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The Final Date with Destiny : It's ghastly, even morbid, you say, for perfectly healthy people to pick out burial clothes. Still, a few do have outfits in mind.


"I wouldn't be caught dead in that!"

Who hasn't uttered those catty words once or twice? But, then, what would we be caught dead in?

Maybe you'd rather not think about which of your suits or dresses would go nicely with lavender satin, but a few folks clearly have. When it comes to being attired for that Final Date With Destiny, they've got it down, some even to the underwear.

For Cosmo editor and admitted Pucci-addict Helen Gurley Brown, it's the silk Pucci minidress she bought in 1967, about a year into a habit begun after she took over at the magazine.

She was--and still is--"nutty" about Pucci creations "and the whole look--the skimpy, sexy, colorful, pared-down, gorgeously engineered stuff." About 1970, though, when she was in her late 40s--"pretty young to be thinking about your burial robe"--she decided she had it, the one she wanted to be put away in.

"I knew I would never find anything that I loved better," she says. The gesture will be "my personal tribute to this wonderful designer."

Lypsinka is pretty young to be making any such final decisions. Asked what might be among the chosen, she's of two minds: clothes she's worn and clothes she hasn't--yet. She sang, so to speak, the praises of an inspired little frock by Gianfranco Ferre for Christian Dior that she wore on the HBO Sandra Bernhard special last year.

"The day that I flew up to L.A. to film the TV special," Lypsinka says, "I picked up Vogue at the airport here in New York and saw the table of contents with a picture of Christy Turlington wearing this dress: It was floral print and had these ruffles and pleats and panels and all kinds of different design ideas. So I get to the set in L.A. later that day, and Andre Leon Talley of Vogue is holding the dress and waiting for me, and all of a sudden I'm wearing that dress . . . ."

Some people have all the luck.

As for what she's hoping to wear someday, veteran Hollywood costume designers Jean Louis (as in Marilyn Monroe's infamous "just skin-and-beads" gown) and Theadora Van Runkle ("Leap of Faith," "The Butcher's Wife") get the hooray.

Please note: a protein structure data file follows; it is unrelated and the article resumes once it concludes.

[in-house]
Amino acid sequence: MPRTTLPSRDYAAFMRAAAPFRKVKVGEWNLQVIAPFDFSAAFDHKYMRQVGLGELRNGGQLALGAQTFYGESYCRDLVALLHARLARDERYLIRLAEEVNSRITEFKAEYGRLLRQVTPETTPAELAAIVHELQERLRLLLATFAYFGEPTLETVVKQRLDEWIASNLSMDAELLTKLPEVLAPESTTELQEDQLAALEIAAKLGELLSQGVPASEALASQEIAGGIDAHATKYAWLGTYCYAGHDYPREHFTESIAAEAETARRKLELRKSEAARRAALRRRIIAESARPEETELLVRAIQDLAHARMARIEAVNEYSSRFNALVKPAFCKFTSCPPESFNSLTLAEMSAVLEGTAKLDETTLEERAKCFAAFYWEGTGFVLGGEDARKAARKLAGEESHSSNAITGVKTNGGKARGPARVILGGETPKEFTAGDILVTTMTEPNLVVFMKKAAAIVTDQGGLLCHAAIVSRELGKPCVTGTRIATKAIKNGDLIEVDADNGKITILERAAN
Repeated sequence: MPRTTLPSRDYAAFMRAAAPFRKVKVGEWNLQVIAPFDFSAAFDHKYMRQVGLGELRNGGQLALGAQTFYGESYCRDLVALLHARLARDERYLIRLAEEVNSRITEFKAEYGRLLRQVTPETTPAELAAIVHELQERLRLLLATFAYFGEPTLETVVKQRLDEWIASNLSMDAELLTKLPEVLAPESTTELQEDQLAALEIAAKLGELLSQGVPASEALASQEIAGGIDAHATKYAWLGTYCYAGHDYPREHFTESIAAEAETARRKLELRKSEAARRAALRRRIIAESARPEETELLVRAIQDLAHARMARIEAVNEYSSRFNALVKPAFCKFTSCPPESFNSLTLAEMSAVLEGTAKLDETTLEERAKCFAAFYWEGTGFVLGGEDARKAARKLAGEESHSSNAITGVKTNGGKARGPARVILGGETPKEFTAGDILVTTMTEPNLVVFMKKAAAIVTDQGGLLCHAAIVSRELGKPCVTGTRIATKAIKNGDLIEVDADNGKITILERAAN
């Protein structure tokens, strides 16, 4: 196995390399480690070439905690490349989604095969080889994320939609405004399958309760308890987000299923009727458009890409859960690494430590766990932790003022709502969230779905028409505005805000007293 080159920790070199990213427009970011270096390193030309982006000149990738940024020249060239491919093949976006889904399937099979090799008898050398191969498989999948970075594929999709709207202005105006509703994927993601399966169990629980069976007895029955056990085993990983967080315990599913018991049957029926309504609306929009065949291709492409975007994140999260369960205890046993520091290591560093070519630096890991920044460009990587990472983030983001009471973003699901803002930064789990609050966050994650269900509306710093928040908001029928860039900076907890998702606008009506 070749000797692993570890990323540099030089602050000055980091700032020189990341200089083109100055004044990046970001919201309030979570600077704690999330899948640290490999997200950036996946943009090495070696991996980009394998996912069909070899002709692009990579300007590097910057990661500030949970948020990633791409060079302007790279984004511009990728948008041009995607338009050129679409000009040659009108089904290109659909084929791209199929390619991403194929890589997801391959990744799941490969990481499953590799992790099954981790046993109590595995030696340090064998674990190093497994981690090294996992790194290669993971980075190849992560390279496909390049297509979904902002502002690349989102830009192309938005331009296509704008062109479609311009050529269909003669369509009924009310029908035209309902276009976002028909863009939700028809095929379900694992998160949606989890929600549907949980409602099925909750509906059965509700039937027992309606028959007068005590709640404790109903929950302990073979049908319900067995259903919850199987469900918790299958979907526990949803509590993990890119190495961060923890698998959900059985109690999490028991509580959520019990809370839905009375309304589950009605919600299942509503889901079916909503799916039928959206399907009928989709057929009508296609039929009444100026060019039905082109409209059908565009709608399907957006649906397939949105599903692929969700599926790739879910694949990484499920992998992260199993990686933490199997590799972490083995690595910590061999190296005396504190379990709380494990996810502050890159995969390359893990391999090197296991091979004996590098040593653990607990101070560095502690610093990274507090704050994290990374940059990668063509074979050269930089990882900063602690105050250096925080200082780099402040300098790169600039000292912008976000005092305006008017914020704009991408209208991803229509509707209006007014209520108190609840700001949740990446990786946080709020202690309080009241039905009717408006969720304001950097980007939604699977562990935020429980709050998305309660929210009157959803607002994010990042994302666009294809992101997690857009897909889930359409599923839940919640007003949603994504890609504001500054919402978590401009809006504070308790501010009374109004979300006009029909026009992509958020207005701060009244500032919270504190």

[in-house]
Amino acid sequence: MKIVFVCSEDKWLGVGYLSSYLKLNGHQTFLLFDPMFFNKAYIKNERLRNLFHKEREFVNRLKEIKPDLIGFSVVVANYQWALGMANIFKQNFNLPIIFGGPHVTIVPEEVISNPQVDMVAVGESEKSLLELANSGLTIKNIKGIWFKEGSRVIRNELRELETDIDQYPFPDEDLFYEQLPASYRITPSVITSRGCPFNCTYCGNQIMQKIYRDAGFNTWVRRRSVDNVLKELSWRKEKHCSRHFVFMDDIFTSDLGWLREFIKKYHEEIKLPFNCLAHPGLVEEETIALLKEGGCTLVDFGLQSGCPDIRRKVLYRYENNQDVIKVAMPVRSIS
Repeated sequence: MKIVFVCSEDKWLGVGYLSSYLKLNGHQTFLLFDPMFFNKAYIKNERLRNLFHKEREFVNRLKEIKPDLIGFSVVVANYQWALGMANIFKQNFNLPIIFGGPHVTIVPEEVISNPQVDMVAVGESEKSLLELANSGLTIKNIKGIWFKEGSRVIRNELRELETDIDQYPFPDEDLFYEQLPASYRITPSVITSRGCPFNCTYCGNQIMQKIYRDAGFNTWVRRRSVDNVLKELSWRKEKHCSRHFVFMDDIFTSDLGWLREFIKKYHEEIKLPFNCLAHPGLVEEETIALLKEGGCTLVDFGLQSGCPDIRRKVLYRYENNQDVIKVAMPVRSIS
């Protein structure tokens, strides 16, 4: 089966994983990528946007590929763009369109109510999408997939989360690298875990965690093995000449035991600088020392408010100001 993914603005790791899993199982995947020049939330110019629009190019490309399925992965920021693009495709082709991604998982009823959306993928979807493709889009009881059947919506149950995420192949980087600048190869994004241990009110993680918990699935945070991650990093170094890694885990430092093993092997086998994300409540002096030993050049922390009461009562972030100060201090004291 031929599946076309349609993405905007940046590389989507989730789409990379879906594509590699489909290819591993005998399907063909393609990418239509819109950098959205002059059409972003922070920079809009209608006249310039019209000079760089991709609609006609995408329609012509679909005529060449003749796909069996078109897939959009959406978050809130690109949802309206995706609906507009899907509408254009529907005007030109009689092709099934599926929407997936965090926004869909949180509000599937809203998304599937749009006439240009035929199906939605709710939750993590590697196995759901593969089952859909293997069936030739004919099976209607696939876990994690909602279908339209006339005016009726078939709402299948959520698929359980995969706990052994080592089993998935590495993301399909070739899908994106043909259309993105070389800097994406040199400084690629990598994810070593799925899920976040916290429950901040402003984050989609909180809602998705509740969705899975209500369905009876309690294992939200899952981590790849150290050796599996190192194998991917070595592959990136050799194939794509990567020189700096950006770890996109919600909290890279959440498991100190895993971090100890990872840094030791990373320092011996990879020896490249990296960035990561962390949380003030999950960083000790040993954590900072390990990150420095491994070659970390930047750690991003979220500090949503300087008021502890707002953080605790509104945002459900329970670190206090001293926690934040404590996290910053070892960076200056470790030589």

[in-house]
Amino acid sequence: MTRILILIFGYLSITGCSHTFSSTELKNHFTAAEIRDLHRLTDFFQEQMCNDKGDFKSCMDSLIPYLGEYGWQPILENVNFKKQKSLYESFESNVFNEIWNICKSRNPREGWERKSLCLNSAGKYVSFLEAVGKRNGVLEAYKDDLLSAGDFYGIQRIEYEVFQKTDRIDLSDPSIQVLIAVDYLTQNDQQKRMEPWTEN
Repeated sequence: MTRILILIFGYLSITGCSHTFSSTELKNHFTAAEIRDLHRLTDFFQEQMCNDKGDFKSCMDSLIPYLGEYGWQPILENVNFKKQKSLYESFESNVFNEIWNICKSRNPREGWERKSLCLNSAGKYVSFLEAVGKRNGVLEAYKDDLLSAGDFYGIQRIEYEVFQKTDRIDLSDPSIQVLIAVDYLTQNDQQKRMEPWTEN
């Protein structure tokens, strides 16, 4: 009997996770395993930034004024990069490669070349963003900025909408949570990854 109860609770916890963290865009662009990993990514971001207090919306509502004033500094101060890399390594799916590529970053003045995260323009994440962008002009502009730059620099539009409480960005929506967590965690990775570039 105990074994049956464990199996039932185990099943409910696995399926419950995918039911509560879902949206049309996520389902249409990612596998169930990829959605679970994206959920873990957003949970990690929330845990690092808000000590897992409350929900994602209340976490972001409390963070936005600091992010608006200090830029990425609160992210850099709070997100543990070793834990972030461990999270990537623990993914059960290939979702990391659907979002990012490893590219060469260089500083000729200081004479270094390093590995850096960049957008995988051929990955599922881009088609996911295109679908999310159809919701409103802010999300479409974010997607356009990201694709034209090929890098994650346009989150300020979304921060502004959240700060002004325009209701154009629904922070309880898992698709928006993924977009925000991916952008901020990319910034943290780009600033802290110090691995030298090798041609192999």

Christian Francis Roth, for whom age 30 is still a good ways off, isn't giving it a whole lot of thought. Or the clothes part of it, anyway.

"I don't know what I'd be buried in," says the wunderkind designer, but I'd be buried with my Wednesday Addams doll. I love that doll, it's from 1950, and if anything could make me rise from the dead, it'd be that."

As for BillyBoy*, whose name is practically synonymous with dolls, any talk of designer this or designer that just makes him cringe. "I hope that I'm not in any way buried in a designer outfit or anything ghastly like that," says the man who boasts of the world's largest private collection of haute couture. He's planning to have his body burnt at an altar, and, therefore, "I just want there to be a shroud. I want to go up in smoke."

"Yes," he says, warming to the subject: "I want to be buried in my favorite smoke."

Come to think of it, maybe nothing at all would be better. If you come in naked, why not go out that way? "It makes perfect sense," he says. "They should just put you out naked with a lei of flowers around your ankles, around your neck. I think that would be very, very chic."

Should the Grim Reaper insist on taking out romance author Ivana Trump, she's put aside a dearly beloved black silk crepe pleated gown by Madame Gres of Paris.

Black may be what rapper Big Daddy Kane's mourners will be wearing, but it'll be the color purple for him, as in a plum silk double-breasted suit, plum shoes, and plum silk drawers.

Designer Betsey Johnson's thinking color, too--as in something to dye for, you might say. Asked what she might have on, Johnson responded with a laugh: "My overdyes!" That is, "the clothes I overdye that look dead and wrinkled" and are, she says, "the junk I live in."

Then there are those who say they don't much care. "I'm absolutely indifferent," says writer and raconteur Quentin Crisp. "Once I'm dead, you can do anything you like with me."

Even Mr. Best and Worst himself, Blackwell, professes disdain. "For once, I don't care what they think about me," he says. "I'm gonna wear jeans, Reeboks with no socks, and a T-shirt. I'm gonna take my one gold chain with my $20 gold piece in case I need toll money to get over that Big Bridge. When I make this journey, honey, I want to be comfortable."

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